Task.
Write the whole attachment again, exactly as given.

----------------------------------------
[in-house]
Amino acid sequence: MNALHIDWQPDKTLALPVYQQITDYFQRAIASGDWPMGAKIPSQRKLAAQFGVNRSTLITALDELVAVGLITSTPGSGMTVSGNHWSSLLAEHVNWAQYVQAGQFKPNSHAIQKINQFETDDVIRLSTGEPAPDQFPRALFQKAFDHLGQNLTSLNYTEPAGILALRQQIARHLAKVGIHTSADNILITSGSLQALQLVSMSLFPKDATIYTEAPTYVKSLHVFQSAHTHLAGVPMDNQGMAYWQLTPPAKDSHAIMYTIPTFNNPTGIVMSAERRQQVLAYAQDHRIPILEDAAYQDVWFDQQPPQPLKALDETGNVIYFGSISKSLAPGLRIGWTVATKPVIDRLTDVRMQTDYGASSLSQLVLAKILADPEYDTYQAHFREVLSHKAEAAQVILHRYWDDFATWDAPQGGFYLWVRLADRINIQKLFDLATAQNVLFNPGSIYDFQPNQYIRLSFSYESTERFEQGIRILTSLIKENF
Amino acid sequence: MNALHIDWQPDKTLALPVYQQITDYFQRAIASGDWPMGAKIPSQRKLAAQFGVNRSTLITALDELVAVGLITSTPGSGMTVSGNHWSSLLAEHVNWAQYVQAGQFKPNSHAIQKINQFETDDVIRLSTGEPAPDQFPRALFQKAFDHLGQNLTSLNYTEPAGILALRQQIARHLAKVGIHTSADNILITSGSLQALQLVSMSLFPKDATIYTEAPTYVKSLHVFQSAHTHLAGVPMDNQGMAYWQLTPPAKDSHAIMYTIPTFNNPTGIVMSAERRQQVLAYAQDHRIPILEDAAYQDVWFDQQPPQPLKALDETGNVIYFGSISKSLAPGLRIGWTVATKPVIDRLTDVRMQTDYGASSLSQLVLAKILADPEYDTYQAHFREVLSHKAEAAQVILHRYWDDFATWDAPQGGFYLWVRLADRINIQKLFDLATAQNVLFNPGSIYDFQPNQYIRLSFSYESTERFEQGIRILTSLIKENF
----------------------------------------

[in-house]
Amino acid sequence: MNALHIDWQPDKTLALPVYQQITDYFQRAIASGDWPMGAKIPSQRKLAAQFGVNRSTLITALDELVAVGLITSTPGSGMTVSGNHWSSLLAEHVNWAQYVQAGQFKPNSHAIQKINQFETDDVIRLSTGEPAPDQFPRALFQKAFDHLGQNLTSLNYTEPAGILALRQQIARHLAKVGIHTSADNILITSGSLQALQLVSMSLFPKDATIYTEAPTYVKSLHVFQSAHTHLAGVPMDNQGMAYWQLTPPAKDSHAIMYTIPTFNNPTGIVMSAERRQQVLAYAQDHRIPILEDAAYQDVWFDQQPPQPLKALDETGNVIYFGSISKSLAPGLRIGWTVATKPVIDRLTDVRMQTDYGASSLSQLVLAKILADPEYDTYQAHFREVLSHKAEAAQVILHRYWDDFATWDAPQGGFYLWVRLADRINIQKLFDLATAQNVLFNPGSIYDFQPNQYIRLSFSYESTERFEQGIRILTSLIKENF
Amino acid sequence: MNALHIDWQPDKTLALPVYQQITDYFQRAIASGDWPMGAKIPSQRKLAAQFGVNRSTLITALDELVAVGLITSTPGSGMTVSGNHWSSLLAEHVNWAQYVQAGQFKPNSHAIQKINQFETDDVIRLSTGEPAPDQFPRALFQKAFDHLGQNLTSLNYTEPAGILALRQQIARHLAKVGIHTSADNILITSGSLQALQLVSMSLFPKDATIYTEAPTYVKSLHVFQSAHTHLAGVPMDNQGMAYWQLTPPAKDSHAIMYTIPTFNNPTGIVMSAERRQQVLAYAQDHRIPILEDAAYQDVWFDQQPPQPLKALDETGNVIYFGSISKSLAPGLRIGWTVATKPVIDRLTDVRMQTDYGASSLSQLVLAKILADPEYDTYQAHFREVLSHKAEAAQVILHRYWDDFATWDAPQGGFYLWVRLADRINIQKLFDLATAQNVLFNPGSIYDFQPNQYIRLSFSYESTERFEQGIRILTSLIKENF